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The Undead, a guide.
Seems fair. :P Enough nit picking by me, although I will say that the Libris Mortis D&D book does carry a great detail about undeath if that interests you, mind you it doesn't all apply to WoW.
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Some theory I came up with regarding the whole "brain" debate...

Raising the dead is essentially the process of taking a spirit and binding it back into the corpse it came from. In theory, you COULD bind a spirit into something else...a weapon, another body, whatever, but it'd be much more difficult. Why?

The brain. Even if it's not functional, it serves as a storehouse of memories, and provides a familiar frame-of-reference for the spirit when it is pushed into that mortal shell. Without the brain, the spirit may not "recognize" the body it has been forced into, and not be as easily trapped inside. When the brain is destroyed, the body is no longer "familiar" and the spirit escapes.

That's just a theory, mind, but it illustrates an example of how the brain could be important without it actually working in a living fashion.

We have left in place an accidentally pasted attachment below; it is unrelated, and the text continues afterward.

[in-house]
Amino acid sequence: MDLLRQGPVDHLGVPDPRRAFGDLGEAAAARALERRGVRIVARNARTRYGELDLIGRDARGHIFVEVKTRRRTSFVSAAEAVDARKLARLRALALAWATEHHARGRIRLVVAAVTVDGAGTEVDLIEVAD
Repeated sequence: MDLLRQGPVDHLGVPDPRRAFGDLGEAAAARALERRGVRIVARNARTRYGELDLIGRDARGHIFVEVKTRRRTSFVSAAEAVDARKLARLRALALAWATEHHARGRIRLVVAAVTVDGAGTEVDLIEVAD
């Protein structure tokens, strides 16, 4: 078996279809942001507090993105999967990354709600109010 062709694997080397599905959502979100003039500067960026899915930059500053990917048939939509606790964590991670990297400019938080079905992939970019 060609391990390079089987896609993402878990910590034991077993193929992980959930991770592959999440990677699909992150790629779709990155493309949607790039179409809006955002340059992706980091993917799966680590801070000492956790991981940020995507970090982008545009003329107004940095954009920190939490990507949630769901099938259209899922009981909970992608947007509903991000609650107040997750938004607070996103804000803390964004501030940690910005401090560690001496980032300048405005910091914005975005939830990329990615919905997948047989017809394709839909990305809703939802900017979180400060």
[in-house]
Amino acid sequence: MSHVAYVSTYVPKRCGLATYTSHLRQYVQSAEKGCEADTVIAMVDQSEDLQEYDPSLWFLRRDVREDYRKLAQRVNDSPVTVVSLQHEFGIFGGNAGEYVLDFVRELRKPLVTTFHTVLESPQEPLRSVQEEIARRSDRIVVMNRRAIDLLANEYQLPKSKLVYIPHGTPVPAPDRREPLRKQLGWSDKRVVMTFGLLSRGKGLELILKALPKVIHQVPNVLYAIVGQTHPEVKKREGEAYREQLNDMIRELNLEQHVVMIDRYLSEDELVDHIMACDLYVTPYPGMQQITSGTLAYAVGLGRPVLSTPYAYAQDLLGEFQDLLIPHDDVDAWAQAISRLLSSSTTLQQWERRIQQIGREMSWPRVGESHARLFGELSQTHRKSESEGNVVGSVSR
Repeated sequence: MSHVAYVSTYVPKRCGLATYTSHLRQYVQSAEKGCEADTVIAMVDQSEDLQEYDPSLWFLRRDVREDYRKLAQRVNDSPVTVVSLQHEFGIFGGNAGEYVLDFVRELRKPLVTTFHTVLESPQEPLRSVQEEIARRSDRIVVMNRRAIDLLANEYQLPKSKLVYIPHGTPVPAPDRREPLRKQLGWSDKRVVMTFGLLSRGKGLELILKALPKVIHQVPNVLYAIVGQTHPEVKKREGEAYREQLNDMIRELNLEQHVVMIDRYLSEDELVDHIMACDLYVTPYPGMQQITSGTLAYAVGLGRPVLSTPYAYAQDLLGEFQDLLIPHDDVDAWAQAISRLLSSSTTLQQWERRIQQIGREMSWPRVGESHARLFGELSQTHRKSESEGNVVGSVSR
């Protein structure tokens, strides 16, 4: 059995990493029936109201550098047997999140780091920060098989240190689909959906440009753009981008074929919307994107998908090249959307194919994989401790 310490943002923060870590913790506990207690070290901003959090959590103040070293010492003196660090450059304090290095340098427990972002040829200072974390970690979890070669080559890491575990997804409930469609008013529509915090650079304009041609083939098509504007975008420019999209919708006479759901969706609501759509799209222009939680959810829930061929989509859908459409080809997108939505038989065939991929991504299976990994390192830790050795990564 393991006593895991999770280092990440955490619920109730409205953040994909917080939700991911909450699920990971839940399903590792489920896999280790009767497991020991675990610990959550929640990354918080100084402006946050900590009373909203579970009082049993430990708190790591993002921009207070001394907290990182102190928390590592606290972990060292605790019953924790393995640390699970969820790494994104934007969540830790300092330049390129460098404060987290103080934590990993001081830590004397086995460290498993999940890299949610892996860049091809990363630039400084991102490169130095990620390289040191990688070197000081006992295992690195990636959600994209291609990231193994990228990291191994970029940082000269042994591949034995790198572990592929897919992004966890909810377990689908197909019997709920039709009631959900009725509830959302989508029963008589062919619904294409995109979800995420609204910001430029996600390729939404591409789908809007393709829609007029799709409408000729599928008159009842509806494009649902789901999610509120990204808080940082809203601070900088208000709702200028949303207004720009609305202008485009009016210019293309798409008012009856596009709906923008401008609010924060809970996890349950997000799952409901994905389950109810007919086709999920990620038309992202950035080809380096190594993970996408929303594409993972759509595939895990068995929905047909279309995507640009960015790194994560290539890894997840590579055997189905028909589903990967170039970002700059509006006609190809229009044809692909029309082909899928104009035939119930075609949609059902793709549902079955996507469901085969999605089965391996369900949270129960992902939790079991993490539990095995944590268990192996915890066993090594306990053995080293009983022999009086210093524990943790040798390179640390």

Have you hugged an orc today?
- I am not tech support. Please do not contact me regarding technical issues. -
Nice one.
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Thats what I was thinking the other night. The whole spirit bound up inside the corpsey framework using magic or alchemy.
This is great Nostra, I love how you went over the affects of undeath and how it is to be undead.... Say are you undead? Na, really this is awesome and I am sure to use it at some point.
I have a question: What about brain damage? Humans can live with objects stuck in their brains, by miracle-like circumstances (Ripley's Believe It Or Not, some kid got an arrow straight through his brain and lived.).

Would this disable them in any way? Like, physically?

Edit: More importantly to RP, do they register pain?
We're all doomed
Any sort of massive damage to the head area would usually kill them like any other human, despite the extremely rare oddities we see in real life. (Like the man who got a pip through his head and survived... well, for a little.)